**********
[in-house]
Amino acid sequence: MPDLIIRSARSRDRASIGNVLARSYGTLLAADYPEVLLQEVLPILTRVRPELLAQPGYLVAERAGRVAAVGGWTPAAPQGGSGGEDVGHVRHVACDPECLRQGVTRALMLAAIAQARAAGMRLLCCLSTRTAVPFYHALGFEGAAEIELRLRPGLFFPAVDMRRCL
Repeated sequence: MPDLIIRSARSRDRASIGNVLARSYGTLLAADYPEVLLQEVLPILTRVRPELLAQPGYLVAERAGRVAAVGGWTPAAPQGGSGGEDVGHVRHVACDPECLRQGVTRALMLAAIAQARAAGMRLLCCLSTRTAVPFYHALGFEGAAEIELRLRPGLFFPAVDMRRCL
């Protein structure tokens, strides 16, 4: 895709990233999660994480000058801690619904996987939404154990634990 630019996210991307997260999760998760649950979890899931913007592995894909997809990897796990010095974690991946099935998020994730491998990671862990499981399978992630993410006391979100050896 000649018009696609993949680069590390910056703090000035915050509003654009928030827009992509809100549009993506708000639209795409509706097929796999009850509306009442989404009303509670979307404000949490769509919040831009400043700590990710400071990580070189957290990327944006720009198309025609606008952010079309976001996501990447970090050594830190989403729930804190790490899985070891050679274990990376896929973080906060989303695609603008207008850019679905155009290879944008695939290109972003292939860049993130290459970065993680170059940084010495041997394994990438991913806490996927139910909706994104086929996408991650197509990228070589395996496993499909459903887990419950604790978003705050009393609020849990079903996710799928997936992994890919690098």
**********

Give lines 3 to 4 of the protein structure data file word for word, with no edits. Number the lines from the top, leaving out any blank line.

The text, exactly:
Repeated sequence: MPDLIIRSARSRDRASIGNVLARSYGTLLAADYPEVLLQEVLPILTRVRPELLAQPGYLVAERAGRVAAVGGWTPAAPQGGSGGEDVGHVRHVACDPECLRQGVTRALMLAAIAQARAAGMRLLCCLSTRTAVPFYHALGFEGAAEIELRLRPGLFFPAVDMRRCL
């Protein structure tokens, strides 16, 4: 895709990233999660994480000058801690619904996987939404154990634990 630019996210991307997260999760998760649950979890899931913007592995894909997809990897796990010095974690991946099935998020994730491998990671862990499981399978992630993410006391979100050896 000649018009696609993949680069590390910056703090000035915050509003654009928030827009992509809100549009993506708000639209795409509706097929796999009850509306009442989404009303509670979307404000949490769509919040831009400043700590990710400071990580070189957290990327944006720009198309025609606008952010079309976001996501990447970090050594830190989403729930804190790490899985070891050679274990990376896929973080906060989303695609603008207008850019679905155009290879944008695939290109972003292939860049993130290459970065993680170059940084010495041997394994990438991913806490996927139910909706994104086929996408991650197509990228070589395996496993499909459903887990419950604790978003705050009393609020849990079903996710799928997936992994890919690098």